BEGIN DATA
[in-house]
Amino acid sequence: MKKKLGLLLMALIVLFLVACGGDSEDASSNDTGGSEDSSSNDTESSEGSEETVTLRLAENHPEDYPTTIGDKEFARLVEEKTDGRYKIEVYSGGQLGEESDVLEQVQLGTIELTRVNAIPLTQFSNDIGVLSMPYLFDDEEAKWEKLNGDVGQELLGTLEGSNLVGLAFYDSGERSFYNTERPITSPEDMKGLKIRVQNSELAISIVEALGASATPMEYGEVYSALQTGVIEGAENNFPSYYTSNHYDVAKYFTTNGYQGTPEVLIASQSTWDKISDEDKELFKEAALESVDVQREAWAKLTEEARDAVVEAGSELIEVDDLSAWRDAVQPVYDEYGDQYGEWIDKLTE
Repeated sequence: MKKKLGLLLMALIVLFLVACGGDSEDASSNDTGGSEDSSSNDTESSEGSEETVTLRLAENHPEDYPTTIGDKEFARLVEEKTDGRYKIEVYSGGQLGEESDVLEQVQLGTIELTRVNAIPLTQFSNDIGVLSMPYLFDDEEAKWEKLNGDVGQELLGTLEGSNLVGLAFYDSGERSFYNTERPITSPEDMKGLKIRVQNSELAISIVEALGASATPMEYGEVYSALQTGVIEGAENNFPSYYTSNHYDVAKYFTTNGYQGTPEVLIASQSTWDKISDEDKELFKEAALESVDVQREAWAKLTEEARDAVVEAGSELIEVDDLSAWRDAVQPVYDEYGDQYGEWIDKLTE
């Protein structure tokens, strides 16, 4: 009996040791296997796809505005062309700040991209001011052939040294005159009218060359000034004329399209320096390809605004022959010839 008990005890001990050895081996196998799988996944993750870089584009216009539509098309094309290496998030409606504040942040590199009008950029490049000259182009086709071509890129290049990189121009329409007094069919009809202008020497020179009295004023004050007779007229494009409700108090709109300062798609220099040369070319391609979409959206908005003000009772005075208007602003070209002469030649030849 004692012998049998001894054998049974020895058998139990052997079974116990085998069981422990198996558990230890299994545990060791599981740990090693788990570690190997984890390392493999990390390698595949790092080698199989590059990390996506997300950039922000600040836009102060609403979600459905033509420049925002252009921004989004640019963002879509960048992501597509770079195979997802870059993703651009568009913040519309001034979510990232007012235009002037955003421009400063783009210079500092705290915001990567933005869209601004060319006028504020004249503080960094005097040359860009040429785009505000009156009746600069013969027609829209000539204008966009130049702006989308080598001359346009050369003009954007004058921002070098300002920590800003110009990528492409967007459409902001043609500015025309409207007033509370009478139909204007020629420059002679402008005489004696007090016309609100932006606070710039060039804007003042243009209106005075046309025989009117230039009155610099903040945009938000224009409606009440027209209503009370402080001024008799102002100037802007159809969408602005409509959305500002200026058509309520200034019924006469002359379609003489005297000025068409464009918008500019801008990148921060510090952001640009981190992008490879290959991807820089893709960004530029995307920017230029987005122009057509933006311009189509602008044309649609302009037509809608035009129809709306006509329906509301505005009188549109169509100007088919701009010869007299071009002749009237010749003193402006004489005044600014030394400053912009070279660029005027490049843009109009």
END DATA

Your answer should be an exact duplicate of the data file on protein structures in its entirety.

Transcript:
[in-house]
Amino acid sequence: MKKKLGLLLMALIVLFLVACGGDSEDASSNDTGGSEDSSSNDTESSEGSEETVTLRLAENHPEDYPTTIGDKEFARLVEEKTDGRYKIEVYSGGQLGEESDVLEQVQLGTIELTRVNAIPLTQFSNDIGVLSMPYLFDDEEAKWEKLNGDVGQELLGTLEGSNLVGLAFYDSGERSFYNTERPITSPEDMKGLKIRVQNSELAISIVEALGASATPMEYGEVYSALQTGVIEGAENNFPSYYTSNHYDVAKYFTTNGYQGTPEVLIASQSTWDKISDEDKELFKEAALESVDVQREAWAKLTEEARDAVVEAGSELIEVDDLSAWRDAVQPVYDEYGDQYGEWIDKLTE
Repeated sequence: MKKKLGLLLMALIVLFLVACGGDSEDASSNDTGGSEDSSSNDTESSEGSEETVTLRLAENHPEDYPTTIGDKEFARLVEEKTDGRYKIEVYSGGQLGEESDVLEQVQLGTIELTRVNAIPLTQFSNDIGVLSMPYLFDDEEAKWEKLNGDVGQELLGTLEGSNLVGLAFYDSGERSFYNTERPITSPEDMKGLKIRVQNSELAISIVEALGASATPMEYGEVYSALQTGVIEGAENNFPSYYTSNHYDVAKYFTTNGYQGTPEVLIASQSTWDKISDEDKELFKEAALESVDVQREAWAKLTEEARDAVVEAGSELIEVDDLSAWRDAVQPVYDEYGDQYGEWIDKLTE
């Protein structure tokens, strides 16, 4: 009996040791296997796809505005062309700040991209001011052939040294005159009218060359000034004329399209320096390809605004022959010839 008990005890001990050895081996196998799988996944993750870089584009216009539509098309094309290496998030409606504040942040590199009008950029490049000259182009086709071509890129290049990189121009329409007094069919009809202008020497020179009295004023004050007779007229494009409700108090709109300062798609220099040369070319391609979409959206908005003000009772005075208007602003070209002469030649030849 004692012998049998001894054998049974020895058998139990052997079974116990085998069981422990198996558990230890299994545990060791599981740990090693788990570690190997984890390392493999990390390698595949790092080698199989590059990390996506997300950039922000600040836009102060609403979600459905033509420049925002252009921004989004640019963002879509960048992501597509770079195979997802870059993703651009568009913040519309001034979510990232007012235009002037955003421009400063783009210079500092705290915001990567933005869209601004060319006028504020004249503080960094005097040359860009040429785009505000009156009746600069013969027609829209000539204008966009130049702006989308080598001359346009050369003009954007004058921002070098300002920590800003110009990528492409967007459409902001043609500015025309409207007033509370009478139909204007020629420059002679402008005489004696007090016309609100932006606070710039060039804007003042243009209106005075046309025989009117230039009155610099903040945009938000224009409606009440027209209503009370402080001024008799102002100037802007159809969408602005409509959305500002200026058509309520200034019924006469002359379609003489005297000025068409464009918008500019801008990148921060510090952001640009981190992008490879290959991807820089893709960004530029995307920017230029987005122009057509933006311009189509602008044309649609302009037509809608035009129809709306006509329906509301505005009188549109169509100007088919701009010869007299071009002749009237010749003193402006004489005044600014030394400053912009070279660029005027490049843009109009």